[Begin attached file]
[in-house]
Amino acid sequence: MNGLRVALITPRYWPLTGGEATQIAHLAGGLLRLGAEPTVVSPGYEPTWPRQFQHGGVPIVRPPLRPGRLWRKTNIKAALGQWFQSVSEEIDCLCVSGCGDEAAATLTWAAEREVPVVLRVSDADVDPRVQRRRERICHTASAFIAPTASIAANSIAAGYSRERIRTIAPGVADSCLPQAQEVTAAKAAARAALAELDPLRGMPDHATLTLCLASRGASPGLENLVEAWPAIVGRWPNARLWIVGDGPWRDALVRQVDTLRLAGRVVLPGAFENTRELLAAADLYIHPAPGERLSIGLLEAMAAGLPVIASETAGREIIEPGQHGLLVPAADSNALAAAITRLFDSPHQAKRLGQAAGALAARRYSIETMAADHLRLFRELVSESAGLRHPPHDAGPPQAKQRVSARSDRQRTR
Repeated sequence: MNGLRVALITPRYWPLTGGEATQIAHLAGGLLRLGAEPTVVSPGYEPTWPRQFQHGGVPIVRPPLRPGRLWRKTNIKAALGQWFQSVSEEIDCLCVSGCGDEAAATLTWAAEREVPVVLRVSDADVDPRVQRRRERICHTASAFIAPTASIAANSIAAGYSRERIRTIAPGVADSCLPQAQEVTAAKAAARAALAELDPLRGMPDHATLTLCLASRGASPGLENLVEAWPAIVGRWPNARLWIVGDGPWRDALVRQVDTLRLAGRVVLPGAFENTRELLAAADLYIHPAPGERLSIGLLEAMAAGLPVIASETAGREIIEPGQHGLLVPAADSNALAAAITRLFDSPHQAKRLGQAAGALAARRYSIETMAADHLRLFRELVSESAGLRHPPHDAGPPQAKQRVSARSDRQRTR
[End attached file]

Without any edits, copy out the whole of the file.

[in-house]
Amino acid sequence: MNGLRVALITPRYWPLTGGEATQIAHLAGGLLRLGAEPTVVSPGYEPTWPRQFQHGGVPIVRPPLRPGRLWRKTNIKAALGQWFQSVSEEIDCLCVSGCGDEAAATLTWAAEREVPVVLRVSDADVDPRVQRRRERICHTASAFIAPTASIAANSIAAGYSRERIRTIAPGVADSCLPQAQEVTAAKAAARAALAELDPLRGMPDHATLTLCLASRGASPGLENLVEAWPAIVGRWPNARLWIVGDGPWRDALVRQVDTLRLAGRVVLPGAFENTRELLAAADLYIHPAPGERLSIGLLEAMAAGLPVIASETAGREIIEPGQHGLLVPAADSNALAAAITRLFDSPHQAKRLGQAAGALAARRYSIETMAADHLRLFRELVSESAGLRHPPHDAGPPQAKQRVSARSDRQRTR
Repeated sequence: MNGLRVALITPRYWPLTGGEATQIAHLAGGLLRLGAEPTVVSPGYEPTWPRQFQHGGVPIVRPPLRPGRLWRKTNIKAALGQWFQSVSEEIDCLCVSGCGDEAAATLTWAAEREVPVVLRVSDADVDPRVQRRRERICHTASAFIAPTASIAANSIAAGYSRERIRTIAPGVADSCLPQAQEVTAAKAAARAALAELDPLRGMPDHATLTLCLASRGASPGLENLVEAWPAIVGRWPNARLWIVGDGPWRDALVRQVDTLRLAGRVVLPGAFENTRELLAAADLYIHPAPGERLSIGLLEAMAAGLPVIASETAGREIIEPGQHGLLVPAADSNALAAAITRLFDSPHQAKRLGQAAGALAARRYSIETMAADHLRLFRELVSESAGLRHPPHDAGPPQAKQRVSARSDRQRTR